Model-View-Controller pattern in a web application

I am not going to discuss or describe the Model-View-Controller (MVC) pattern itself - you can have a look at Martin Fowler's Patterns of Enterprise Application Architecture. Rather, I am going to look at how MVC within a web application relates to architectural layers.

Terence Par described MVC in web applications as follows:

  1. M represents an application’s data (including the persistence layer such as a database), all of the business logic, and any model-related computations.
  2. V represents a page's template or templates
  3. C represents both the server’s dispatch infrastructure that maps a URL to a code snippet and the code snippet itself
The controller should be as lightweight as possible, and acts like an event manager, dictating when a page's code gets executed. The controller in this respect has two parts:
  1. the 'overlord' that maps incoming HTTP URL requests to a particular handler for that request
  2. the handlers themselves, which are often called "controllers." The controller also receives requests (including HTTP POSTs etc) and processes these, probably using the Model to do this. The controller then pushes the response into the views or templates.

Some of the benefits of using the MVC pattern are:

  1. allows separate specification and development of the business logic and the user interfaces. The domain model can be more cohesive, focusing on business processes
  2. separation allows for division of labour - designers can work on templates with minimal input from developers. A designer can change the tepmlates without requiring a programmer to update model code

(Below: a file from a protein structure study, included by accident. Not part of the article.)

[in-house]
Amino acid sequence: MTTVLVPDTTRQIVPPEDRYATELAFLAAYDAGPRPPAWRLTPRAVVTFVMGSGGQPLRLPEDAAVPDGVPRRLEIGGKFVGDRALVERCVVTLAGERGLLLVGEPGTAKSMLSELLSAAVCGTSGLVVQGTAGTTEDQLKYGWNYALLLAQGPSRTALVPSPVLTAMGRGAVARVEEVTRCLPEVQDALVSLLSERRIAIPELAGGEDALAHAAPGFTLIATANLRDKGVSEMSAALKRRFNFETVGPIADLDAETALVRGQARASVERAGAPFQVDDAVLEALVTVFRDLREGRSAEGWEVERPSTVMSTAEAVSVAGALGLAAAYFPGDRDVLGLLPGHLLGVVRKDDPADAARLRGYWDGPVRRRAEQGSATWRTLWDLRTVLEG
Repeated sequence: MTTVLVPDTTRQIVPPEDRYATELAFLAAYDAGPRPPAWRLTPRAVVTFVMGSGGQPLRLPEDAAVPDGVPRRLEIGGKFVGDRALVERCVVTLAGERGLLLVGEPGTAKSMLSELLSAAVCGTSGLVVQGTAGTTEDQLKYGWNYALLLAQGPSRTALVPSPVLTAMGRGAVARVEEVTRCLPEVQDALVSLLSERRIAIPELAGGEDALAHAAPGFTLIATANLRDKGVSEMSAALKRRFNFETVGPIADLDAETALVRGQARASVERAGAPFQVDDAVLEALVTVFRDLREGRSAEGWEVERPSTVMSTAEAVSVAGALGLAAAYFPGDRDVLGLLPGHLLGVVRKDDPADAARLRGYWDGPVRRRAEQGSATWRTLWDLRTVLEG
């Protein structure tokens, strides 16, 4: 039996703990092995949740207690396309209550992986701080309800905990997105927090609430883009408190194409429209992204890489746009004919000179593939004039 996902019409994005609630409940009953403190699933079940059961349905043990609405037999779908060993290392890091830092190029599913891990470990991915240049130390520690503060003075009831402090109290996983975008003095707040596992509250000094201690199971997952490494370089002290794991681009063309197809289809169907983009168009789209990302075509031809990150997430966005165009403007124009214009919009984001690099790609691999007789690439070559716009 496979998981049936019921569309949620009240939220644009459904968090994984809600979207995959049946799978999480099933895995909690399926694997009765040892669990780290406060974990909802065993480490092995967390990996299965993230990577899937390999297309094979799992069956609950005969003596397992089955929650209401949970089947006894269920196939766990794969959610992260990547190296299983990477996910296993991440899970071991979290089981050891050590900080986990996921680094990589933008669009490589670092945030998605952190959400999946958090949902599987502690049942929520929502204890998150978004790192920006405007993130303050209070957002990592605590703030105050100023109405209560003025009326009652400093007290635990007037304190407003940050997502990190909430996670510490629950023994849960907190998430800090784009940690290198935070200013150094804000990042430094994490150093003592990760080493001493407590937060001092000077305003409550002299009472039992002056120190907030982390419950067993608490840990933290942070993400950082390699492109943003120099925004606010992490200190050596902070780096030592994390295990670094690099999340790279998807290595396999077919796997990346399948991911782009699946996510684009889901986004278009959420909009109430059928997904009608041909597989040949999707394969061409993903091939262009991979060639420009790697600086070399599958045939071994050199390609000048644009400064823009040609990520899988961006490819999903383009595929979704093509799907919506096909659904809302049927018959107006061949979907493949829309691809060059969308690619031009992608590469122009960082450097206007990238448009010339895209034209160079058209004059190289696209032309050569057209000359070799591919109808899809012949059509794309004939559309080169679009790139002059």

3. new views can be easily added without changing the domain model, and views are interchangeable
  4. to allow execution of domain model without the user interface. Separation allows you to build mock objects that mimic the behavior of concrete objects during testing.

MVC, layers, tiers

The MVC pattern is not the same as the layered architectural style (or tiered architecture), but it does support it's use. There is general consensus that layers and tiers are not quite the same. Briefly:

  1. layers are logical groupings of the functionality and components in an application. To put it another way a "layer is a very coarse-grained grouping of classes, packages, or subsystems that have cohesive responsibility for a major aspect of the system". Any number of layers of an application can be on the same processing node
  2. tiers describe the physical distribution of the functionality and components on separate servers, computers, networks, or remote locations i.e. tiers refer to actual physical separation of system components

A common architecture for web applications is the three-layer architecture consisting of presentation, business/domain logic, and data layer/data sources logic. An example representation from Microsoft Application Architecture Guide 2nd Edition (Patterns & Practices) is shown below:

The primary responsibilities of the layers are as follows:

LayerMain responsibilities
Presentation layer Contains functionality responsible for managing user interaction with the system, and generally consists of components that provide a common bridge into the core business logic encapsulated in the business layer. [Martin Fowler] "The primary responsibilities of the presentation layer are to display information to the user and to interpret commands from the user into actions upon the domain and data source"
Business or domain layerThis implements the main functionality of the system which makes up the business logic - what it's all about. This includes all computations based on user input, validation, invoking data source objects
Data source layerProvides communication with databases and other external data services. This layer exposes interfaces that the components in the business layer, and, to a lesser extent, the presentation layer can consume

This then suggests that the view and controller in MVC are actually part of the presentation layer in the three layer architecture. The M in MVC corresponds to the other two layers.